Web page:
Online therapy helps students tackle mental health during pandemic

Picture By: Julie Leopo

Depression, lack of motivation and anxiety are all normal feelings for teenagers tackling their first semester of college. Reina didn’t expect to have a pandemic on top of it all. 

When school officials put a halt to school events and in-person classes last March, Reina, whose name has been changed to protect her privacy, knew she needed to talk to someone. She reached out to the Santa Ana Health and Wellness Center after checking their list of psychological services online.

“[My mental health] definitely has gone downhill because of the lack of contact with people,” Reina said in an email interview facilitated by her therapist. 

Reina is one of a few hundred SAC students who used the school-provided online therapy last semester to help with their stress and anxiety. 

In the last year, student stress has become the norm. A recent study by the Journal of Medical Internet Research, found that 7 out of 10 university students are experiencing increased levels of stress, depressions, and anxiety due to the COVID-19 outbreak. One of the many things that the school had to innovate during the Covid-19 pandemic was the way mental health services were delivered to students. Teletherapy technology has made mental health services more accessible to students, allowing therapists and patients to meet virtually.  

“I think teletherapy is working really well, the accessibility is great for many students,” said Jill Kapil, SAC’s lead psychologist.

The Health and Wellness center transitioned in-person therapy to online through Cranium Cafe in April. Students still have 10 allocated sessions per academic year and the process for enrolling is simple. Before starting any sort of sessions students must fill out forms given out by the mental health and wellness center.

After formalities, a teletherapy session goes like this: The student is emailed a secure link to connect on Cranium Cafe, or students can also be contacted via a preferred phone number. Students can join on multiple sorts of devices, tablets, phones, or laptops, as long as students can sign into Canvas. 

Furthermore, the Health and Wellness Center is still allowing in-person meetings. The student and psychologist start the 45-minute session by discussing the confidentiality protocols as well as mental health goals.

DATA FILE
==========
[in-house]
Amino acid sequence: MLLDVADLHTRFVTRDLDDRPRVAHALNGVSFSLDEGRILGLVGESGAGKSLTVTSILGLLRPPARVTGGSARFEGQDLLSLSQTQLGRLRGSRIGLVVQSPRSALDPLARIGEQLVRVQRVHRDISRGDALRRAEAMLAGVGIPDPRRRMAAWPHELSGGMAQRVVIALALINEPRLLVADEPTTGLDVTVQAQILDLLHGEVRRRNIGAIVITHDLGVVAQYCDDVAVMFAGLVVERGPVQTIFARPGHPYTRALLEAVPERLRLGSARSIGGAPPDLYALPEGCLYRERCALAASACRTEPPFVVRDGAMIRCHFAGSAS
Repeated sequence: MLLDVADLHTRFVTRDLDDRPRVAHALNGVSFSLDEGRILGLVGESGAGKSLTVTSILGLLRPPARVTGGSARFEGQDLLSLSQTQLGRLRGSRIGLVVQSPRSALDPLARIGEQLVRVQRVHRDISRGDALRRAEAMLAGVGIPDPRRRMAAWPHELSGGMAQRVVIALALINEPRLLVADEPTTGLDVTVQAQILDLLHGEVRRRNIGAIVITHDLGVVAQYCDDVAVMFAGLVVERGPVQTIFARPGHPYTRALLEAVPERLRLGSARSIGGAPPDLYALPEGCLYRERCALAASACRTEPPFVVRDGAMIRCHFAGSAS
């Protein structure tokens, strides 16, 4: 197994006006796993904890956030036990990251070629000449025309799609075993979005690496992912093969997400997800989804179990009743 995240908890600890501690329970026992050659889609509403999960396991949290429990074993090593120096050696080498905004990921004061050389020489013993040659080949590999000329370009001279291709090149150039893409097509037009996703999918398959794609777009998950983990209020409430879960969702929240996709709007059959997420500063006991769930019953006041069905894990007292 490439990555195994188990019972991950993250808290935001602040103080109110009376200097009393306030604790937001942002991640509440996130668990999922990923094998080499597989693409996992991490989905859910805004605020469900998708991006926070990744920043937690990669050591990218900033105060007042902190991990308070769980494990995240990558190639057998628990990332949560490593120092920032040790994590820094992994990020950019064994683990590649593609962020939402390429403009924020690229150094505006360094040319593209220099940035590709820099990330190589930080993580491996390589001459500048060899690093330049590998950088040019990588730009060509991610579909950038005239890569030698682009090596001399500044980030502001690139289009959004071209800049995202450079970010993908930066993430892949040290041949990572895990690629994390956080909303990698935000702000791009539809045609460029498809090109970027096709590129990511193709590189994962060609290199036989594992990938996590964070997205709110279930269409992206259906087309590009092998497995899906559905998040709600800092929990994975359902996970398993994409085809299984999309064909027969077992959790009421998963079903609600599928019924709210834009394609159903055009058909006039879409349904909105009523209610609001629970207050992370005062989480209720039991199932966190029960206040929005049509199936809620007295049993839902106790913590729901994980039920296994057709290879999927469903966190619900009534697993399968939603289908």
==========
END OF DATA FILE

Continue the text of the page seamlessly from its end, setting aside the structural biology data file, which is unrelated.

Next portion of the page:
Reina said that telehealth has been helpful for her in various ways.

“It is easy to sign up for and offers a great way to help with your mental health, it can also limit the time commitment because you won’t have to travel back and forth to appointments. This will also benefit students who don’t have transportation,” says Reina.

However, there are limitations when it comes to getting students receiving psychological care this school year. Since distance learning began last March, the staff at the clinic have seen a dramatic decrease in students using mental health services, including teletherapy. Only about one in ten students who attended in-person sessions before the pandemic have signed up for virtual sessions. 

“During covid-19 [we ask ourselves] are people looking for us? Because we would be out there tabling asking students ‘Hey did you know we are here? Come see us,’” Rebecca Barnard, the SAC Health and Wellness coordinator, said.

Students used to have an in-person guide to mental health whereas now they have difficulty finding it, on top of their other responsibilities.

“Having to navigate boundaries at home, work schedules, school schedules, child care, and the economy. Given all of that, mental health might not be at the forefront of their mind around ‘let me go and access mental health services instead of ‘let me take care of my needs,” Kapil said. 

Although the health and wellness faculty have noticed a drop in students using their psychologist services comparatively to the 2019  fall semester due to remote learning, it hasn’t stopped the staff from getting creative in their outreach efforts. 

On top of adding telehealth to their SAC mental health services, Kapil is leading and increasing the availability of online mental health workshops. Currently, 23 online zoom workshops  are available weekly until the end of the semester in May. The workshops touch on a variety of subjects to help students succeed in self-care, procrastination, tips to better sleep at night, and coping with rejection and loss are just a few of the topics. To attend, a student registers through the SAC Health and Wellness website. Last semester an average of five students attended each workshop. 

The clinic also created an Instagram account dedicated to health and wellness. Looking towards a positive future, Kapil and Barnard only see telehealth as a tool that will reach more students.

“Telehealth has expanded our services in very unique ways,” says Kapil. “I think we have opened a new door and hope to keep offering teletherapy even after Covid-19.”

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